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When the majority rules, voters lose

Why proportional representation is a much better system than first-past-the-post
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On September 18, an article was published in The Varsity entitled “Why the most ballots should constitute a win.” The author speaks in favour of the current first-past-the-post (FPTP) electoral system.

Although early in the article it states that “the main grievance against FPTP is its apparent undemocratic nature,” the author argues for the fact that regional representation should be our primary concern when picking the leaders of our country.

Even if there are other benefits offered by the FPTP system, an electoral system being undemocratic is not a minor concern. In fact, the democratic nature of any given electoral system should be our first concern.

When evaluating the results of the last federal election, Fairvote Canada reported that 49 per cent of voters cast their ballots for a losing candidate. This means that over 8.6 million people could have stayed home during the last election, and under the current framework, the results of the election would have been exactly the same. This situation causes many to feel dissatisfied with the electoral process.

Imagine being a Liberal supporter living in a rural Alberta riding, which has been won by a Conservative candidate for as long as the party has existed. There is no real motivation for you to vote, for you know what the result is going to be and who is going to win. Moreover, even if you are aware of other Liberal supporters in your riding, so long as there is a definitive, predictable majority that supports another party, there is little motivation to vote in a FPTP system. In other words, when the most votes can guarantee a party a majority, you, as a supporter of a different party, might as well cast your ballot in the trash.

This is where a proportional representation (PR) system may come in handy. There are varying forms of PR, but in general it looks like this: the popular vote directly correlates to how seats are distributed in the House of Commons. This ensures that there is a direct connection between the support that each party garners within the community and the amount of representation that candidates obtain in the end.

Take the 2015 election: the Liberal Party received 39.5 per cent of the popular vote. Under the FPTP system, this equated to winning 184 seats or 54 per cent out of the 338 available. In a PR system, the seat count would be closer to 134, arguably more representative of the actual support the Liberals received.

Furthermore, under the PR system, it wouldn’t matter what a voter’s political inclinations were compared to those within their geographic proximity; every vote would count towards a Member of Parliament (MP) being elected. This means the voices of all get to be heard, not just those fortunate enough to agree with their neighbours.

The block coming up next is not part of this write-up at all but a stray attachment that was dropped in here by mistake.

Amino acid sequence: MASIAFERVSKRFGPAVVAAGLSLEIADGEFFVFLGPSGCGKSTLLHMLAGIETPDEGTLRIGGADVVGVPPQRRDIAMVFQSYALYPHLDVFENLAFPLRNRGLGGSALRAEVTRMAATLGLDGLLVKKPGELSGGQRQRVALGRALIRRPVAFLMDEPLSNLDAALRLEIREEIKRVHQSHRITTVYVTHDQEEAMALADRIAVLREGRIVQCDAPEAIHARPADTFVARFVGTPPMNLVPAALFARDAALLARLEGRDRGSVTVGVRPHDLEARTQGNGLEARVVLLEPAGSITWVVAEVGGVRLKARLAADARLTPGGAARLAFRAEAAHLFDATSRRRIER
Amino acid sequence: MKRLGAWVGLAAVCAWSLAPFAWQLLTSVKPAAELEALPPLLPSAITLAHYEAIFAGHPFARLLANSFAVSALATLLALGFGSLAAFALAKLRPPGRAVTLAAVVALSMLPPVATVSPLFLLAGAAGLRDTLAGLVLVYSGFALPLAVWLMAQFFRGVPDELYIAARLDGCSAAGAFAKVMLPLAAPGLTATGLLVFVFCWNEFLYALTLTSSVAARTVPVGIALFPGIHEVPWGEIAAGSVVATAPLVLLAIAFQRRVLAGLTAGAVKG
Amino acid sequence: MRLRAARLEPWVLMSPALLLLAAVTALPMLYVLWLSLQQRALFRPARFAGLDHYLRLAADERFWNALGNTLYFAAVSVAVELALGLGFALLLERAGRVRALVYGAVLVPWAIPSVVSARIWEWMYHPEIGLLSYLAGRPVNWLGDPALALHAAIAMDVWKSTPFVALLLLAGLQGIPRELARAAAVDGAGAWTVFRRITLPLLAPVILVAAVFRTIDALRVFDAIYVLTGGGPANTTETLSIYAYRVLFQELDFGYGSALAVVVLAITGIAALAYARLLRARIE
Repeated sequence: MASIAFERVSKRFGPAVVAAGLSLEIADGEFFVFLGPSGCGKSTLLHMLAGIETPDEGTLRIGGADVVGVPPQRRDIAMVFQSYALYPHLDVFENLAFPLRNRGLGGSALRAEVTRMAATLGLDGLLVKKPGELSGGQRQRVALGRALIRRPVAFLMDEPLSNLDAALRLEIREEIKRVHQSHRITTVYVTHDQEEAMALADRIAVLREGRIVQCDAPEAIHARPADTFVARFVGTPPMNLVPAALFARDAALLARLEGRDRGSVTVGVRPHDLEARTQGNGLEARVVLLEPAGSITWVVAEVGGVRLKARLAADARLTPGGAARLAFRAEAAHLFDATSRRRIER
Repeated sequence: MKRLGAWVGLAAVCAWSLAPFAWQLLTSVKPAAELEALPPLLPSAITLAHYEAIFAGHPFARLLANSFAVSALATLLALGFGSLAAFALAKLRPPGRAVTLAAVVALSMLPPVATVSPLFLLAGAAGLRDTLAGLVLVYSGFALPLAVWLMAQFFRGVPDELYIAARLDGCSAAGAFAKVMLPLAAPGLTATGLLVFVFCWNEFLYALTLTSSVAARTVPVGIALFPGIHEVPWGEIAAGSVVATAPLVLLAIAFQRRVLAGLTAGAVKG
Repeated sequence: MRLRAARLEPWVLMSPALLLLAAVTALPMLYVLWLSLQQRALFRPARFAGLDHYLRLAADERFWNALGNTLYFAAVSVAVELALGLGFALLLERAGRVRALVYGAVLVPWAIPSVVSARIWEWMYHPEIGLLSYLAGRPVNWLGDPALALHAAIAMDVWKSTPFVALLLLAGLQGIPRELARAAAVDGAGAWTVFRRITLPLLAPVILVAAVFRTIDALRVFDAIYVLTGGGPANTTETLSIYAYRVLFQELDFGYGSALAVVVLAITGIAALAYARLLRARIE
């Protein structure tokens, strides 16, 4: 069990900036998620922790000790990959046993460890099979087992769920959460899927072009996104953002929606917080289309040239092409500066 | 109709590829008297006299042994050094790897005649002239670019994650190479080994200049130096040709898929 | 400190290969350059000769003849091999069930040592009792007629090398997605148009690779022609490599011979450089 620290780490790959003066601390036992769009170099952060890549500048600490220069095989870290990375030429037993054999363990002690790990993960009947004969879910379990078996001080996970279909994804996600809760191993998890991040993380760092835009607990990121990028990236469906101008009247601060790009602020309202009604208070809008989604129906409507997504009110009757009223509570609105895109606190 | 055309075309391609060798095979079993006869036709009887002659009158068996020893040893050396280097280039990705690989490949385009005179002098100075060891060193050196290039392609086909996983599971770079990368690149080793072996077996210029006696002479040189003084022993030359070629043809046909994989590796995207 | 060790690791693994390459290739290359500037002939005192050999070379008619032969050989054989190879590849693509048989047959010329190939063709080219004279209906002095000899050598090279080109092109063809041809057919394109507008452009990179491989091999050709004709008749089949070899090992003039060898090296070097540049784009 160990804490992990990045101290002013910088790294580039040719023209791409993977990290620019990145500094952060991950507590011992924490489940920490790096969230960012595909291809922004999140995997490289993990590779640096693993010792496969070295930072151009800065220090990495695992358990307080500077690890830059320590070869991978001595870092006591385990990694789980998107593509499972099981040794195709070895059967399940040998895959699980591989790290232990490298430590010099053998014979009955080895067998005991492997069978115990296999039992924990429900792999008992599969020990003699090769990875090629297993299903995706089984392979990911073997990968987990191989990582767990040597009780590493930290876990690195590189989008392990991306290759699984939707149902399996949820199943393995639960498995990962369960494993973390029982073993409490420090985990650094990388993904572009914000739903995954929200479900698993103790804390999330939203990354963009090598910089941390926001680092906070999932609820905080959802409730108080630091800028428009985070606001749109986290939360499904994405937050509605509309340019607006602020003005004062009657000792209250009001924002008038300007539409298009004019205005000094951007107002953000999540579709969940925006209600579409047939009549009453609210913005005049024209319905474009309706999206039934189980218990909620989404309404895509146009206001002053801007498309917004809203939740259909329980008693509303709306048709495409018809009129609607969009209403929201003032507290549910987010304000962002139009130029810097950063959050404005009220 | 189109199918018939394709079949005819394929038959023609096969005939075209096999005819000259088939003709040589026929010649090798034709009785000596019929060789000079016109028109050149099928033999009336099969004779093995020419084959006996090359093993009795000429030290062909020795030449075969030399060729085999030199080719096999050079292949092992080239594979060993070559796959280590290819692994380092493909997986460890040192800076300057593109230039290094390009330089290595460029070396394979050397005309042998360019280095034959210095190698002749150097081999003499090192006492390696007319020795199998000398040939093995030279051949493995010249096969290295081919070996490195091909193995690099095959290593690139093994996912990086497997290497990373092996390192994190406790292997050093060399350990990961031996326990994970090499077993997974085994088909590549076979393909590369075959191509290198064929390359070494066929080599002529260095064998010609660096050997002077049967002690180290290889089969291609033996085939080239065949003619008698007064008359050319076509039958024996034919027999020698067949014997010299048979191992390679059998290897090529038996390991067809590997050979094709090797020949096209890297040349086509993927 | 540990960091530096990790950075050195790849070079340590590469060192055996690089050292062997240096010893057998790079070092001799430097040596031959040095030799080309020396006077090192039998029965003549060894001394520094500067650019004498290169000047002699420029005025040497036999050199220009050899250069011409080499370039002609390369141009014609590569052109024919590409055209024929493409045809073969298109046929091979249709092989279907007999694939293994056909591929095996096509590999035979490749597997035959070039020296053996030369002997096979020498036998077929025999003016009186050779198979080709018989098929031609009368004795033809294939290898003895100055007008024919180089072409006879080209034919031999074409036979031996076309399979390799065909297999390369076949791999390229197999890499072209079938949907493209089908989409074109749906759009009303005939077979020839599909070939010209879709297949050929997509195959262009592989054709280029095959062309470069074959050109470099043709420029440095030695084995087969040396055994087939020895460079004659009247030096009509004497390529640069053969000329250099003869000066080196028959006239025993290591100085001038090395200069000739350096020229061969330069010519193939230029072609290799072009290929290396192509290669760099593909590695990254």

Although previously expressed opinions in The Varsity point to the PR system’s lack of regional representation, the current political culture of FPTP does not operate with regional representation in mind either.

This is because the overwhelming majority of party campaigning is conducted at the federal level. Voters become very familiar with the policy and leadership of a party, but in the end, they often know very little about the party’s candidate in their riding.

In the past election, for example, voters in Toronto Centre voted for the Liberal Party — not necessarily Chrystia Freeland, the Liberal candidate in that riding.

The regional representation argument breaks down even further when you consider that MPs often have little choice in how they vote. Party discipline is so severe in the House of Commons that MPs can face strict consequences for not voting with their party.

Though this is a problem independent of the electoral system itself — and one that should be explored in more detail — it undermines an MPs ability to represent their voters’ voices, and therefore, one of the alleged benefits of the FPTP system falls flat.

With all this in mind, why does Canada still use a FPTP system? In short, it’s because change is hard. People have become so accustomed to the system that shifting to a new way of thinking can seem like treading unknown waters.

There are also political reasons, which are more pressing: politicians like having power, and FPTP makes it that much easier to hold onto it, given that majority governments are easier to obtain. This sounds great for those who support the government in power, but it can also create volatile, inefficient shifts in policy if the government frequently changes, for each new government may possibly completely invalidate previous work.

What is clear, however, is that neither of these reasons are particularly compelling in their case to maintain the status quo.

Christopher Chiasson is a second-year student at Innis College studying Political Science and Economics.